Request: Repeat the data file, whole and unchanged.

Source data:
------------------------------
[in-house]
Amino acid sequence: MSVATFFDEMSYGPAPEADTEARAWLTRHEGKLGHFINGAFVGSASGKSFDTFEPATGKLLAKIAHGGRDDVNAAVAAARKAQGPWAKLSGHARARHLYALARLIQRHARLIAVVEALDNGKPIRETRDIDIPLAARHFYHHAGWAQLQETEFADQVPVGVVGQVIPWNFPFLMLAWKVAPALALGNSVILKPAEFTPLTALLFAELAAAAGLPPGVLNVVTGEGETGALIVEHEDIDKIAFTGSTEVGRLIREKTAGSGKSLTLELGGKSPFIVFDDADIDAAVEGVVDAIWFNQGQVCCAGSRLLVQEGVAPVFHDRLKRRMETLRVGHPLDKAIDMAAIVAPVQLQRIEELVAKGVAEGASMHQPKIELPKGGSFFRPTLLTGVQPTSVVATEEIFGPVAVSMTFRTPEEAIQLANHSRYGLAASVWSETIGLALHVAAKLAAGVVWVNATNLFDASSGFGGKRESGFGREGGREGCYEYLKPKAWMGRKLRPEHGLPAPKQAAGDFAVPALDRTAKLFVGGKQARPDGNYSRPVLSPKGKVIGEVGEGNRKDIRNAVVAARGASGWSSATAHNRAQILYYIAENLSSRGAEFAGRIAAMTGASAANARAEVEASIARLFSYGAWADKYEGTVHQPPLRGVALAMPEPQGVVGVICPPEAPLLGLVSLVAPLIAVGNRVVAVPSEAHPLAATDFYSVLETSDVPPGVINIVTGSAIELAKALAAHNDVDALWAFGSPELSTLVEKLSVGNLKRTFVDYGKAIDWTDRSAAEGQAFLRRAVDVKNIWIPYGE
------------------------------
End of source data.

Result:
[in-house]
Amino acid sequence: MSVATFFDEMSYGPAPEADTEARAWLTRHEGKLGHFINGAFVGSASGKSFDTFEPATGKLLAKIAHGGRDDVNAAVAAARKAQGPWAKLSGHARARHLYALARLIQRHARLIAVVEALDNGKPIRETRDIDIPLAARHFYHHAGWAQLQETEFADQVPVGVVGQVIPWNFPFLMLAWKVAPALALGNSVILKPAEFTPLTALLFAELAAAAGLPPGVLNVVTGEGETGALIVEHEDIDKIAFTGSTEVGRLIREKTAGSGKSLTLELGGKSPFIVFDDADIDAAVEGVVDAIWFNQGQVCCAGSRLLVQEGVAPVFHDRLKRRMETLRVGHPLDKAIDMAAIVAPVQLQRIEELVAKGVAEGASMHQPKIELPKGGSFFRPTLLTGVQPTSVVATEEIFGPVAVSMTFRTPEEAIQLANHSRYGLAASVWSETIGLALHVAAKLAAGVVWVNATNLFDASSGFGGKRESGFGREGGREGCYEYLKPKAWMGRKLRPEHGLPAPKQAAGDFAVPALDRTAKLFVGGKQARPDGNYSRPVLSPKGKVIGEVGEGNRKDIRNAVVAARGASGWSSATAHNRAQILYYIAENLSSRGAEFAGRIAAMTGASAANARAEVEASIARLFSYGAWADKYEGTVHQPPLRGVALAMPEPQGVVGVICPPEAPLLGLVSLVAPLIAVGNRVVAVPSEAHPLAATDFYSVLETSDVPPGVINIVTGSAIELAKALAAHNDVDALWAFGSPELSTLVEKLSVGNLKRTFVDYGKAIDWTDRSAAEGQAFLRRAVDVKNIWIPYGE